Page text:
Toronto Has A New Housing Model To Fight Homelessness — And It’s Working

homelessness
St. Clare’s operations manager Andrea Adams, left, and physical assets manager Mohammad Anvari pose at 25 Leonard Ave., where excavation has begun for a three-storey building that will provide purpose-built rentals for homeless people. (Photos courtesy of RESCON)

As Torontonians shiver through this cold winter, it’s easy to forget those who don’t have a home.

But recently, there has been reason to hope this year will see the start of something different. There is hope that we can end homelessness by working together at all levels.

Late last fall, Prime Minister Justin Trudeau unveiled the $40-billion National Housing Strategy, which will create 100,000 new housing units and repair another 300,000 for vulnerable families and individuals over the coming decade. The plan is to cut chronic homelessness in Canada by 50 per cent.

During this bitter winter, homelessness has been front and centre at City Hall: Toronto City Council has pledged to create 1,000 new shelter beds over three years, while advocates press for more to be done.

But something even more is needed to address homelessness.

The private sector and developers have been called upon to play a role in finding some more permanent housing. Another partial solution to this very complex issue was revealed recently.

A group of 21 residential construction builders/developers, infrastructure contractors and unions have raised $1-million to build 22 apartments, with housing supports for people experiencing homelessness.

Excavation of the St. Clare’s Multifaith Housing Society parking lot at 25 Leonard Ave. began in December ahead of spring construction. St. Clare’s is a Toronto landlord dedicated to working in partnership with 18 of Toronto’s social service agencies to provide safe, permanent housing for vulnerable populations experiencing homelessness.

The City of Toronto is delighted that Toronto developers are stepping up to the plate, and is contributing a $500,000 capital grant through its Open Door Program. The City will also waive municipal fees and development charges.

Some might say the construction of 22 apartments is a drop in the bucket when there are more than 5,000 people in need of a secure place to sleep, overwhelming Toronto’s shelter system and, in some cases, preferring to sleep outside.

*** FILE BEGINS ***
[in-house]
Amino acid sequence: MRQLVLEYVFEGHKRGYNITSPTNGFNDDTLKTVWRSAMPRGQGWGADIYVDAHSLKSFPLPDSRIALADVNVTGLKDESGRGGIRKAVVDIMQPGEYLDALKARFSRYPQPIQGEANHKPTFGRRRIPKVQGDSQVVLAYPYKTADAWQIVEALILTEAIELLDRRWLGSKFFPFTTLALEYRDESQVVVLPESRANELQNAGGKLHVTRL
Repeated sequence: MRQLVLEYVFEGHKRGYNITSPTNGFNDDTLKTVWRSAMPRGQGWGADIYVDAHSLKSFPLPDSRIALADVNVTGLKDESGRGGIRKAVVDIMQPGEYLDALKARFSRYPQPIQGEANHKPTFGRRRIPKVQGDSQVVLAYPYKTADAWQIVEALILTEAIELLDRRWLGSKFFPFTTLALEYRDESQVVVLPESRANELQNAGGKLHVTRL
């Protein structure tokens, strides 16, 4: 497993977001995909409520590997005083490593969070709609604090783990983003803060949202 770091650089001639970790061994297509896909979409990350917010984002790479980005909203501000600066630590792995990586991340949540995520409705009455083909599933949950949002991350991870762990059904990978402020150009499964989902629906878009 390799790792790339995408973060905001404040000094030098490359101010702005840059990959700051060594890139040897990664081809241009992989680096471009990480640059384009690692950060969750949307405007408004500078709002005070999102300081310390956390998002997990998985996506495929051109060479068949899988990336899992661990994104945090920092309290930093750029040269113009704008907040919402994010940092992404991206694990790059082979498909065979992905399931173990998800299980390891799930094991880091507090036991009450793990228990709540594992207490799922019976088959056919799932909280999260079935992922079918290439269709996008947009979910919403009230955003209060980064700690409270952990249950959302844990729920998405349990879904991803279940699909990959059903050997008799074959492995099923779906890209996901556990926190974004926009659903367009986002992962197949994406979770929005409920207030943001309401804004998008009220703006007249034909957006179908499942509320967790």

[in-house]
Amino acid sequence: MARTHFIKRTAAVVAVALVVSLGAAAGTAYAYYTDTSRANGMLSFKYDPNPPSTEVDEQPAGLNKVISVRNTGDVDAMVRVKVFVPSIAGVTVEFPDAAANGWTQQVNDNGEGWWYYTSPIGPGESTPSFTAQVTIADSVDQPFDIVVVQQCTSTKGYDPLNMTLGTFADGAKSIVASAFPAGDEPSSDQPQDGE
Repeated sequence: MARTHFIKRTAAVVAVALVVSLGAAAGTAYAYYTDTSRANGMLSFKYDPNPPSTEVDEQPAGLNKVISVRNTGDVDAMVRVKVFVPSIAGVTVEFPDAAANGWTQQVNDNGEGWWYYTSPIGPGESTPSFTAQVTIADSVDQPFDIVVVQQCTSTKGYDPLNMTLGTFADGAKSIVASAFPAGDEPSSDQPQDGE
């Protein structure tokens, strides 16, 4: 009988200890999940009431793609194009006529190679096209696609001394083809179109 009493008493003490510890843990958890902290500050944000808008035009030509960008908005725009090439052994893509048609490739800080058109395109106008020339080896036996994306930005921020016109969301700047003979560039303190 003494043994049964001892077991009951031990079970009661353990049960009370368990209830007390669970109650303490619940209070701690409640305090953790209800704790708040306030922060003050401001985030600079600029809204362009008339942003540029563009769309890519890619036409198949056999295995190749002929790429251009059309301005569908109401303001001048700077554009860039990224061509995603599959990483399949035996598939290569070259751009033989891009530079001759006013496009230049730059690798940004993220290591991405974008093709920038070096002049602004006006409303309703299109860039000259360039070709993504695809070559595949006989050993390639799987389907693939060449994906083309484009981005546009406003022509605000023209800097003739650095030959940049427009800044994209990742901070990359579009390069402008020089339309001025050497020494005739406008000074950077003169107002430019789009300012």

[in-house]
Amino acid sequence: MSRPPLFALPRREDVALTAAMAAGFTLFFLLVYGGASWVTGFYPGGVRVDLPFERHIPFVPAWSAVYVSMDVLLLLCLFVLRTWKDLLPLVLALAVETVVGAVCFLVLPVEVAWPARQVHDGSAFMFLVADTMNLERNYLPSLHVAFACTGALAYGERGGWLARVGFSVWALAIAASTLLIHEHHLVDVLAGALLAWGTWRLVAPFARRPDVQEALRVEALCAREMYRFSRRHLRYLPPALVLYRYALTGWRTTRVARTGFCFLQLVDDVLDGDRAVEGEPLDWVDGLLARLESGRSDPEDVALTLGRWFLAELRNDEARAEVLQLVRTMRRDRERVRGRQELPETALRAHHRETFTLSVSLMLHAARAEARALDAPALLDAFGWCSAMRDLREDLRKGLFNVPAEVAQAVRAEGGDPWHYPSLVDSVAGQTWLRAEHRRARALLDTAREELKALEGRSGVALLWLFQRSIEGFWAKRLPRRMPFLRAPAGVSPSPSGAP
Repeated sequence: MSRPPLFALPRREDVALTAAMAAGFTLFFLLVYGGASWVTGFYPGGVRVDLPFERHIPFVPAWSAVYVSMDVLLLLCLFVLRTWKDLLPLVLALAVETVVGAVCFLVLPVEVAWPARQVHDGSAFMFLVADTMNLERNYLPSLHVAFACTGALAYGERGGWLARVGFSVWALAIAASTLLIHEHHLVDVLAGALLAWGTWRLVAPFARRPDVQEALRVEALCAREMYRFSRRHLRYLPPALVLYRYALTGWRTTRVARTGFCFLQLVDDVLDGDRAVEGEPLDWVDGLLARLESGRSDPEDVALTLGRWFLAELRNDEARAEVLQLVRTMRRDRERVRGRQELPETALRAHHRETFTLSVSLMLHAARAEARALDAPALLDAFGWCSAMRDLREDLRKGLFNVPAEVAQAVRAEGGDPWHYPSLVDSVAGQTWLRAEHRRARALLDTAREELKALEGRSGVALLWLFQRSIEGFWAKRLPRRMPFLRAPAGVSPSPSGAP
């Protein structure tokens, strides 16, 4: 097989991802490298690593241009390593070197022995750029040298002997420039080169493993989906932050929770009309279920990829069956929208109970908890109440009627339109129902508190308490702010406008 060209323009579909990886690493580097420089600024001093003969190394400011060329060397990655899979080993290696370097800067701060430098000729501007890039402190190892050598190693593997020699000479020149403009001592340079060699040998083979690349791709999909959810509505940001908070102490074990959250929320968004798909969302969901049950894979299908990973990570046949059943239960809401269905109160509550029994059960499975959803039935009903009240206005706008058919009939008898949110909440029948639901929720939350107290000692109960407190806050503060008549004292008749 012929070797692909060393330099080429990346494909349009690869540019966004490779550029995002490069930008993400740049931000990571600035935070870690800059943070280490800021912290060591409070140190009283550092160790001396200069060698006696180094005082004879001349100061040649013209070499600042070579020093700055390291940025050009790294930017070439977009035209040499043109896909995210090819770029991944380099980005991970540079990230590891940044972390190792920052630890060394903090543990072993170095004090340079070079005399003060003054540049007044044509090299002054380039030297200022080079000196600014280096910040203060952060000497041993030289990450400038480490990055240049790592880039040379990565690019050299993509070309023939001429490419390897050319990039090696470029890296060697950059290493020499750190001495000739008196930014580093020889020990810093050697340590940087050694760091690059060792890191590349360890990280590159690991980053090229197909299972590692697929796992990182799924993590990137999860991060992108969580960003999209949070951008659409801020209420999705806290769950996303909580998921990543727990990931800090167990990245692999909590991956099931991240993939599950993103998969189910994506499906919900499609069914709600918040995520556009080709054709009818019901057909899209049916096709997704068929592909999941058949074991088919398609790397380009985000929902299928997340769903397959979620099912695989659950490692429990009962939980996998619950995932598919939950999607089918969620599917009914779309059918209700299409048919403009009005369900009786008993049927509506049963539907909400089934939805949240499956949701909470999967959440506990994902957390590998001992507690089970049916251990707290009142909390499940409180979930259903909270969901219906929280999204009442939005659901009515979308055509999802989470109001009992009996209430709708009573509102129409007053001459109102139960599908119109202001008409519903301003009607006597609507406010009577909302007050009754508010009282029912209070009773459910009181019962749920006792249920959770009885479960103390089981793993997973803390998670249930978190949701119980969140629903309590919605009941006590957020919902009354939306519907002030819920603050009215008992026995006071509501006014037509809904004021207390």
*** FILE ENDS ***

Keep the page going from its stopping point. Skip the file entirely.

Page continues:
They are right.

The living area of one of the current units at 25 Leonard Ave.

But let us put this into perspective: This is Toronto’s first purpose-built, permanent housing with supports for people experiencing homelessness, in close to 10 years. Until recently, there hasn’t been enough shared interest in building housing for chronic homeless populations. This has led to an incredible drain on our shelter, hospital, long-term care and criminal justice systems.

We must start somewhere.

And we believe the best place to begin is with a model that works for the City’s most vulnerable. St. Clare’s is a model that works.

Currently, it successfully houses more than 500 people in 383 apartments in Toronto’s West End. More than half of its tenants were previously homeless. This has only been possible with the support of the City of Toronto and, more recently, corporate partners.

People without homes often suffer from addiction, mental health issues, HIV-AIDS or other life-changing diagnoses. Often, a person suffers from more than one issue, making them a complex individual. This leads to recurring homelessness. But at St. Clare’s, its partnerships with social service agencies ensure that support is in place to break that cycle.

When St. Clare’s hands over keys to a new tenant, we always say, “Welcome home.” They are thrilled, without exception, says operations manager Andrea Adams. It’s such an improvement from living rough on the street or at a temporary shelter.

I am delighted that so many people — including the public and private sectors — are coming together to tackle homelessness in Toronto head on.

Homelessness affects everyone. The intensification project of 25 Leonard Ave. provides a blueprint for success that should be followed by others.

The current rental apartments at 25 Leonard Ave. are located in downtown Toronto’s Kensington Market.

Thank you to those who have helped with the intensification of 25 Leonard Ave.

  • Aspen Ridge Homes
  • Brown Group
  • Carpenters District Council
  • Carpenters Union, Local 27
  • Empire Communities
  • Great Gulf Homes
  • Greenpark Homes
  • Heavy Construction Association of Toronto
  • Hullmark Realty Canada
  • Laurier Homes
  • Liberty Development
  • Lindvest
  • LiUNA Local 183
  • LiUNA Ontario Provincial District Council
  • Mattamy Homes
  • Menkes Developments
  • Ontario Formwork Association
  • Silvercore Properties
  • Sorbara Group
  • Tridel Corp.
  • Yorkwood Homes
More from Richard Lyall

Toronto Has A New Housing Model To Fight Homelessness — And It’s Working

As Torontonians shiver through this cold winter, it’s easy to forget those...
Read More